Madeleine Sims-Fewer and Dusty Mancinelli’s rape revenge thriller tests the boundaries of narrative and sensibility to gruesome effect.
(This review is part of our coverage of the 2021 Sundance Film Festival.)
Take a look at the schedule of any film festival worth its salt and you will almost certainly find at least one or two slots filled works that appear to have been programmed in large part to shock and outrage viewers with their provocative storylines and/or gruesome imagery. Clearly filling that bill for this year’s Sundance is Violation, a particularly savage rape-revenge drama from the writer-director team of Madeleine Sims-Fewer and Dusty Mancinelli. Here is a film that seems to have been designed to lure in viewers determined to see just how far it will go while at the same time sending others fleeing in either a huff or a hurl. (Of course, thanks to COVID, they will only be fleeing to the next room, but it is the thought that counts.)
Like so many films involving wanton brutality and cruel horrors, this one begins with a shot of a car heading towards a seemingly bucolic cabin in the woods. Inside the car are Miriam (Sims-Fewer) and her husband Caleb (Obi Abili) and already at the cabin are Miriam’s sister, Greta (Anna Maguire) and her husband, Dylan (Jesse LaVercombe). Everything seems fine at first but it doesn’t take long to pick up on tensions between Miriam and both Caleb and Greta. By comparison, she and Dylan, who have known each other since they were kids, have an easier and more natural rapport. However, that eventually gives way to something darker and when Miriam dozes off next to the bonfire where she and Dylan were chatting into the night after their spouses turned in, she wakes up to him sexually assaulting her.
It is at this point that I will beg off any further plot specifics. However, if you have seen your share of films of this type, you probably have a fairly good idea of what is coming next. If nothing else, the fact that the film is playing in one of the festival’s late-night slots and will be turning up on Shudder in March should indicate that the various issues on hand will not exactly be resolved by the characters using their words. What is different this time around is that Sims-Fewer and Mancinelli have elected to recount their story using a fractured chronology that is presumably meant to echo Miriam’s equally shattered mindset. Instead of going from point A to point B, the narrative bounces back and forth as it mixes up the buildup to the central crime, the actual event in all of its horror, and the equally ghastly aftermath as Miriam works out a plan of revenge that climaxes with a genuinely Shakespearean flourish.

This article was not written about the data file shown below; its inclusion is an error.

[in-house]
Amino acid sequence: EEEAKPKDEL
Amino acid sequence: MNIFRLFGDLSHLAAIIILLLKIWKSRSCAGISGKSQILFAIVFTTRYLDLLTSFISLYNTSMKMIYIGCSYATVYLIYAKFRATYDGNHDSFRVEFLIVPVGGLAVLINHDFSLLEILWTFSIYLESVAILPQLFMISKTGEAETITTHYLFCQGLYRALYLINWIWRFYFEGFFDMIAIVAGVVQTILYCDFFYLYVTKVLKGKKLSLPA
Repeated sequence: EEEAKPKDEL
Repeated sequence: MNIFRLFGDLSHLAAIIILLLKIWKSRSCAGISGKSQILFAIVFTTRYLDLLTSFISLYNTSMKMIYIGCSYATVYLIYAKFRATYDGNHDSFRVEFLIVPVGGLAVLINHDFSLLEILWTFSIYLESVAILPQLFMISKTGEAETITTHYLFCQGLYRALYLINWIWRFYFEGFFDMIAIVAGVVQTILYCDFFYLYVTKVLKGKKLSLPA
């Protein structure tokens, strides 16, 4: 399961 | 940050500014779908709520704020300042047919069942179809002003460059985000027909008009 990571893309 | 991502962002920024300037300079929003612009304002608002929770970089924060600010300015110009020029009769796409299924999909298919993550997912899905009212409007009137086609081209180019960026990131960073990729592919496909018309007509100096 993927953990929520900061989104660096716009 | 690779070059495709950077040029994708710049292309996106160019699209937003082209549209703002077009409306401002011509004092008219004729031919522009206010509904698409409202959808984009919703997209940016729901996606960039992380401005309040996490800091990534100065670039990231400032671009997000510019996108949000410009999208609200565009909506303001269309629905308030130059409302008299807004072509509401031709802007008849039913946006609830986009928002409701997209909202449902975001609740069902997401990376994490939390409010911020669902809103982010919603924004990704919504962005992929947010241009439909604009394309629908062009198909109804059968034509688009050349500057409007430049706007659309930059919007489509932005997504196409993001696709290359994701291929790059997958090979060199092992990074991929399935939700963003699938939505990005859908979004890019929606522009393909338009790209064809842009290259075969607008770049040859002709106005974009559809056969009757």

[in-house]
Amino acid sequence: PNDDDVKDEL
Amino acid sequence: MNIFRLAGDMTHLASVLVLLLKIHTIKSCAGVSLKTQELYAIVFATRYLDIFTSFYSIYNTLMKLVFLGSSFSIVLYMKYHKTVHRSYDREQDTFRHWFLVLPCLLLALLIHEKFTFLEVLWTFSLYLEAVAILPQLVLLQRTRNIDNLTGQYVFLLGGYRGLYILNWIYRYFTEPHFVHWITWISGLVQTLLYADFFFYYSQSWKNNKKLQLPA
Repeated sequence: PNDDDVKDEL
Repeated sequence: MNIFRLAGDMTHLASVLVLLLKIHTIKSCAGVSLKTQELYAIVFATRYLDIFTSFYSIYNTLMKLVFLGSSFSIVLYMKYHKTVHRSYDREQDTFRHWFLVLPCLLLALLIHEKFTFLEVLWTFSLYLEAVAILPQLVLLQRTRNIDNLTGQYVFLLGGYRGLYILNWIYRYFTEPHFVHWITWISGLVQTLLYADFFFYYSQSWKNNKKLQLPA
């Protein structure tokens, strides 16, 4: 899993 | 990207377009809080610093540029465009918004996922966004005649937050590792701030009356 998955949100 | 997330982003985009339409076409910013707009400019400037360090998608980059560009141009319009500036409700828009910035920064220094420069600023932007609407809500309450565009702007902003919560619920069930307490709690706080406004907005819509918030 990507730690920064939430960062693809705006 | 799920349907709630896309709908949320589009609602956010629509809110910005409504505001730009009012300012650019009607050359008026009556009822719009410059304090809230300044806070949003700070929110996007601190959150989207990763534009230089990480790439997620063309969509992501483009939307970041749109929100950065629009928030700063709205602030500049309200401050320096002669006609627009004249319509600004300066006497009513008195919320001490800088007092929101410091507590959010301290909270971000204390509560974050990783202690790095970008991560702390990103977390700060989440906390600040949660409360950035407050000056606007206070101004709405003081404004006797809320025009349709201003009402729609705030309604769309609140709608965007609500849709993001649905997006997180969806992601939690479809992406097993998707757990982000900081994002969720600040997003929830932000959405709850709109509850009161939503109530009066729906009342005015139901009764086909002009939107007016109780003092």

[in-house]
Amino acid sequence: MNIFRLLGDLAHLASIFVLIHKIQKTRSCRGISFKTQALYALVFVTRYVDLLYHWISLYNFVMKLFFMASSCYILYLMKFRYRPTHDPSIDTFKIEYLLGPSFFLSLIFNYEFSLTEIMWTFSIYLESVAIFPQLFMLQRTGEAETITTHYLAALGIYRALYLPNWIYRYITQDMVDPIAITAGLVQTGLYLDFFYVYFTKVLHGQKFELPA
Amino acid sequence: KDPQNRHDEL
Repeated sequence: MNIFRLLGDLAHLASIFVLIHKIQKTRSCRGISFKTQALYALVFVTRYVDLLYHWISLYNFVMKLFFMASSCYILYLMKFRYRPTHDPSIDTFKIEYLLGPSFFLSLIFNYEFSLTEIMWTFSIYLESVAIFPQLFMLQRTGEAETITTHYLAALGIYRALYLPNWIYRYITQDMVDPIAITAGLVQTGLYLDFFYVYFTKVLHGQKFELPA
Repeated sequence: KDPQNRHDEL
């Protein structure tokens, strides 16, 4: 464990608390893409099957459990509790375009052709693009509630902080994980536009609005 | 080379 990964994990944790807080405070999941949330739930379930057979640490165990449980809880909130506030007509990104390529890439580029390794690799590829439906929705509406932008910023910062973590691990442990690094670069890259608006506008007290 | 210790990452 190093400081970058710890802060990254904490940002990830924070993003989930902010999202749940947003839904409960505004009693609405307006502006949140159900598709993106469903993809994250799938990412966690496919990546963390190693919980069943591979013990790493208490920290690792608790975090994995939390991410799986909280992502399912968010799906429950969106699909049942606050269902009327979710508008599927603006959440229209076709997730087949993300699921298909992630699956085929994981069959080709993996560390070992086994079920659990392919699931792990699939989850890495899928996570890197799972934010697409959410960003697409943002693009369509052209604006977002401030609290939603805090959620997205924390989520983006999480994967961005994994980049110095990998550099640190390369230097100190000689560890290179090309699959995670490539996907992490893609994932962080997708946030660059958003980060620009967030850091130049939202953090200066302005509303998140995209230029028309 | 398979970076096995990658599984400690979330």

What is different this time around is that Sims-Fewer and Mancinelli have elected to recount their story using a fractured chronology that is presumably meant to echo Miriam’s equally shattered mindset.
As it turns out, it is this narrative approach that ultimately proves to be at the heart of the problems with Violation. In theory, I can understand why Fewer and Mancinelli elected to go this way and there are admittedly a few points in which it pays off, most notably in the way that it first reveals details of the sexual assault through Dylan’s romanticized and self-serving version of the events and only later shows us the uglier truth of what actually occurred. Too often, though, the approach means that every time the film begins to build up a head of steam, it then curtails it by switching to a different point in time and forcing viewers to reorient themselves. This is especially a problem because a.) it gives the second half of the film a more aimless feel as it keeps going back to fill in blanks that we have already done on our own and b.) it interferes with the impact of the things that do otherwise work, such as Fewer and Mancinelli’s gift for ratcheting up the tension to an almost unbearable degree and Fewer’s fearsomely committed work as Miriam.
How does Violation compare with other recent films of its ilk? On the one hand, I vastly prefer it, flaws and all, to the shallow inanities on display in the egregiously awful Promising Young Woman (2020). On the other hand, it doesn’t quite compare to Revenge (2017), the brutally effective French film that offered an equally stylish and audacious take on similar material but which did so in a much cleaner and dramatically rewarding manner. As a film, Violation doesn’t quite work, though it certainly makes me interested in seeing what Fewer and Mancinelli do for a follow-up. As an act of cinematic provocation—albeit strictly for viewers with especially strong stomachs—it is not without interest and it will no doubt inspire long discussions amongst viewers once it has concluded. I bet, however, that during those discussions, most of the participants will forgo having anything for dessert.
Violation played in the Midnight category of the 2021 Sundance Film Festival and is currently seeking distribution.
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